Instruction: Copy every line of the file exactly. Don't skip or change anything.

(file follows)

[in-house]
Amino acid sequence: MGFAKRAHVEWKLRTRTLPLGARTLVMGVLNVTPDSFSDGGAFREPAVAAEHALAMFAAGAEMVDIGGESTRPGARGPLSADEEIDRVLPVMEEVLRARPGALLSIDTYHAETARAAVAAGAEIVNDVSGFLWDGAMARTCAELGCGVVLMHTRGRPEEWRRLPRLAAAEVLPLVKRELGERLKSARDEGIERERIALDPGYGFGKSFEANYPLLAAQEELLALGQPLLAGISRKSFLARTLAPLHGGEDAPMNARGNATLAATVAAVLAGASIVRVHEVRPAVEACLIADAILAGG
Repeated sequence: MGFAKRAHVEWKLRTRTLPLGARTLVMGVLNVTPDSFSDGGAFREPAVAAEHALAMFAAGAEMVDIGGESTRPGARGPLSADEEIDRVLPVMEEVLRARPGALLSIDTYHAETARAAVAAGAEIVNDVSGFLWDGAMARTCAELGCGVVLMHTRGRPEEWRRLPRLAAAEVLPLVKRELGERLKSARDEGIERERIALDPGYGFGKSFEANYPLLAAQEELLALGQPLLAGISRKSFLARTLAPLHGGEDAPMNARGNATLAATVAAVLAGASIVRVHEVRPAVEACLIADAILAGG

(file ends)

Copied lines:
[in-house]
Amino acid sequence: MGFAKRAHVEWKLRTRTLPLGARTLVMGVLNVTPDSFSDGGAFREPAVAAEHALAMFAAGAEMVDIGGESTRPGARGPLSADEEIDRVLPVMEEVLRARPGALLSIDTYHAETARAAVAAGAEIVNDVSGFLWDGAMARTCAELGCGVVLMHTRGRPEEWRRLPRLAAAEVLPLVKRELGERLKSARDEGIERERIALDPGYGFGKSFEANYPLLAAQEELLALGQPLLAGISRKSFLARTLAPLHGGEDAPMNARGNATLAATVAAVLAGASIVRVHEVRPAVEACLIADAILAGG
Repeated sequence: MGFAKRAHVEWKLRTRTLPLGARTLVMGVLNVTPDSFSDGGAFREPAVAAEHALAMFAAGAEMVDIGGESTRPGARGPLSADEEIDRVLPVMEEVLRARPGALLSIDTYHAETARAAVAAGAEIVNDVSGFLWDGAMARTCAELGCGVVLMHTRGRPEEWRRLPRLAAAEVLPLVKRELGERLKSARDEGIERERIALDPGYGFGKSFEANYPLLAAQEELLALGQPLLAGISRKSFLARTLAPLHGGEDAPMNARGNATLAATVAAVLAGASIVRVHEVRPAVEACLIADAILAGG